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  • Brian's picture
    MTV
    November 28, 2010

    The mysteries surrounding "I'm Still Here," the documentary film
    directed by Casey Affleck that tracks Joaquin Phoenix's supposed
    breakdown, appear to have been solved. In an interview with the New York Times,
    Affleck admitted that the entire project was not actually a legitimate
    documentary (which followed Phoenix's attempts to start a rap career,
    do a bunch of drugs and generally fall apart) but rather a massive
    piece of performance art conceived by Phoenix. Even Phoenix's legendary
    interview on "The Late Show with David Letterman" was part of the act.
    Knowing that it's mostly for show certainly makes "I'm Still Here"
    better and lets everybody stop worrying about Phoenix and his mental
    health.

    Hoaxes in the music world are a dime a dozen, but this particular project recalls the strange tale of the Network,
    the mysterious New Wave band that started to make noise in 2003 in the
    run-up to their debut album Money Money 2020. Their brand of twitchy
    New Wave didn't take the world by storm, though they did get an awful
    lot of ink because they started a feud with Green Day
    (frontman Billie Joe Armstrong put out their album on his label) while
    also fending off rumors that they were made up of the members of Green
    Day.

    "I just wanted to talk about the rumors and the bulls--- that has
    been going on lately," Armstrong wrote in a statement in the summer of
    2003. "All I gotta say is f-- the Network. These guys are totally
    spreading rumors. I try to do those guys a favor by bringing them to
    this country and putting out their record and this is how I get repaid,
    by talking s--- about my band. Unfortunately there is a contract and I
    have to put out their record. The only thing I can say is f--- you,
    Network. Bring it on."

    The identities of the members of the Network remained closely
    guarded. They always wore masks and were never photographed very
    cleanly, and they went by odd pseudonyms like Fink and the Snoo.
    Meanwhile, Green Day band seemed really intent on selling the idea that
    they were not in fact the Network, though eventually there was too
    much evidence against it (namely that their names showed up in the
    writing credits for the songs on Money Money 2020). But that didn't
    stop Green Day from really trying to sell the drama, even going as far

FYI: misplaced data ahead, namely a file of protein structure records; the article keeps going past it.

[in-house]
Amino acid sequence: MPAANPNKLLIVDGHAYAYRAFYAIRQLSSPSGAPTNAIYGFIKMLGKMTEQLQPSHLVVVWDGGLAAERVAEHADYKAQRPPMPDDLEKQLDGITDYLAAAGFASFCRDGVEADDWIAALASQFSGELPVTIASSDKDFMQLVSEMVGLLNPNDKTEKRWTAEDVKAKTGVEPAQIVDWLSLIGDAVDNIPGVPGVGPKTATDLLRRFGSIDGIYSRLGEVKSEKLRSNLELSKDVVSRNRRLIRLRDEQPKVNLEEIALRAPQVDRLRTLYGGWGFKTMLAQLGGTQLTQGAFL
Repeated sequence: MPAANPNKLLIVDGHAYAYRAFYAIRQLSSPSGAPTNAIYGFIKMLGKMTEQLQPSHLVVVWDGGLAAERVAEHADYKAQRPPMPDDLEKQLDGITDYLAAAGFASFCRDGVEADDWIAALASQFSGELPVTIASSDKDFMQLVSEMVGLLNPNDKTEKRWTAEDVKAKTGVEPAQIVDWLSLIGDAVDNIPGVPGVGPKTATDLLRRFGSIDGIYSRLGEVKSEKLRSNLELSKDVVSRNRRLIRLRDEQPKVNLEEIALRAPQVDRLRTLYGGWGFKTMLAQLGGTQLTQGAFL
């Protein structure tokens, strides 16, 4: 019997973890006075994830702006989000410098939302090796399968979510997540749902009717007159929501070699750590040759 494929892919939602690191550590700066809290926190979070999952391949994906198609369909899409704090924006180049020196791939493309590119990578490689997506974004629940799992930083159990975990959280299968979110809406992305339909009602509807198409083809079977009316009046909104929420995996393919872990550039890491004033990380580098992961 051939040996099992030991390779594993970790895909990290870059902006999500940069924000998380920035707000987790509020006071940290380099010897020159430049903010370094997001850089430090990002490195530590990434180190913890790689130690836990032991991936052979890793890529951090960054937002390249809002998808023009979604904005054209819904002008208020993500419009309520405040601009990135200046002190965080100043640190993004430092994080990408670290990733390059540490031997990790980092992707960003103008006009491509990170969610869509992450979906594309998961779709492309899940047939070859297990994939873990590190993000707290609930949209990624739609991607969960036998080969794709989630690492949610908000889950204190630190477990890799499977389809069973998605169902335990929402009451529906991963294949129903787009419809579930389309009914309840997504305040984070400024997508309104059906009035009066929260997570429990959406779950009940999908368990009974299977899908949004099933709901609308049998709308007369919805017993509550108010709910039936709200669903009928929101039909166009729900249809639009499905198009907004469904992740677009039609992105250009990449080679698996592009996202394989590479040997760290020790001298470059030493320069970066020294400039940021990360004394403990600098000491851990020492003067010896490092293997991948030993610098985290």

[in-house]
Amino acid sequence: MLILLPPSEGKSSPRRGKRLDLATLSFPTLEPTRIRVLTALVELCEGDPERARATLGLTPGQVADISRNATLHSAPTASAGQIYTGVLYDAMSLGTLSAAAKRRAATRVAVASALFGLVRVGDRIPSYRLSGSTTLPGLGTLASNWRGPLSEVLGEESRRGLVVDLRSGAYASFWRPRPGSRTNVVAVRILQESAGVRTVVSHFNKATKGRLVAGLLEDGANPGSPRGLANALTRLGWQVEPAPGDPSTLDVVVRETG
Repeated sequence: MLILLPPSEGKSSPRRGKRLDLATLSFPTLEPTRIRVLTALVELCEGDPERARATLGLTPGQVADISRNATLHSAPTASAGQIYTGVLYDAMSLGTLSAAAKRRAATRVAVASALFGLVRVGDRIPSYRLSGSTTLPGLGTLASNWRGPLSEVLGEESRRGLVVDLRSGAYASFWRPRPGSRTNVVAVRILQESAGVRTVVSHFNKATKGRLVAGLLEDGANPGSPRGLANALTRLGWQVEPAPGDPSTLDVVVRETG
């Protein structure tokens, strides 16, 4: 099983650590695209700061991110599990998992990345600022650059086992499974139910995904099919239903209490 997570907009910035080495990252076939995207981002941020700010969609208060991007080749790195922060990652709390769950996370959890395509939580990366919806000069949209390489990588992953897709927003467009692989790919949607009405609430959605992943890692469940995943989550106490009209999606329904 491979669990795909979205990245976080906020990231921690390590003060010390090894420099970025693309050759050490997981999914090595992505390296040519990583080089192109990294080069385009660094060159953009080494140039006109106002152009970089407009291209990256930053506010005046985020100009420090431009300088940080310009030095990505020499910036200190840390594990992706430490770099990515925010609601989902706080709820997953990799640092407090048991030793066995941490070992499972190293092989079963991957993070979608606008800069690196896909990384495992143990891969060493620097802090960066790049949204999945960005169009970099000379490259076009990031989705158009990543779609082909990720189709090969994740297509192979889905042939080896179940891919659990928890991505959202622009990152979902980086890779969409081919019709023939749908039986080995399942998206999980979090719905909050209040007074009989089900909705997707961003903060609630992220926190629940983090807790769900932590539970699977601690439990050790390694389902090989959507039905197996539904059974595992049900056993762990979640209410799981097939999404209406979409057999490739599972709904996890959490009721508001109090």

as having their publicist issue statements about how badly the Network
    were ruining the group's lives. They never stretched it as far as
    Phoenix did, but they still managed to keep people talking for a while.

    [Full article at MTV]

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Brian's picture
on November 28, 2010

The mysteries surrounding "I'm Still Here," the documentary film
directed by Casey Affleck that tracks Joaquin Phoenix's supposed
breakdown, appear to have been solved. In an interview with the New York Times,
Affleck admitted that the entire project was not actually a legitimate
documentary (which followed Phoenix's attempts to start a rap career,
do a bunch of drugs and generally fall apart) but rather a massive
piece of performance art conceived by Phoenix. Even Phoenix's legendary
interview on "The Late Show with David Letterman" was part of the act.
Knowing that it's mostly for show certainly makes "I'm Still Here"
better and lets everybody stop worrying about Phoenix and his mental
health.

Hoaxes in the music world are a dime a dozen, but this particular project recalls the strange tale of the Network,
the mysterious New Wave band that started to make noise in 2003 in the
run-up to their debut album Money Money 2020. Their brand of twitchy
New Wave didn't take the world by storm, though they did get an awful
lot of ink because they started a feud with Green Day
(frontman Billie Joe Armstrong put out their album on his label) while
also fending off rumors that they were made up of the members of Green
Day.

"I just wanted to talk about the rumors and the bulls--- that has
been going on lately," Armstrong wrote in a statement in the summer of
2003. "All I gotta say is f-- the Network. These guys are totally
spreading rumors. I try to do those guys a favor by bringing them to
this country and putting out their record and this is how I get repaid,
by talking s--- about my band. Unfortunately there is a contract and I
have to put out their record. The only thing I can say is f--- you,
Network. Bring it on."

The identities of the members of the Network remained closely
guarded. They always wore masks and were never photographed very
cleanly, and they went by odd pseudonyms like Fink and the Snoo.
Meanwhile, Green Day band seemed really intent on selling the idea that
they were not in fact the Network, though eventually there was too
much evidence against it (namely that their names showed up in the
writing credits for the songs on Money Money 2020). But that didn't
stop Green Day from really trying to sell the drama, even going as far
as having their publicist issue statements about how badly the Network
were ruining the group's lives. They never stretched it as far as
Phoenix did, but they still managed to keep people talking for a while.

[Full article at MTV]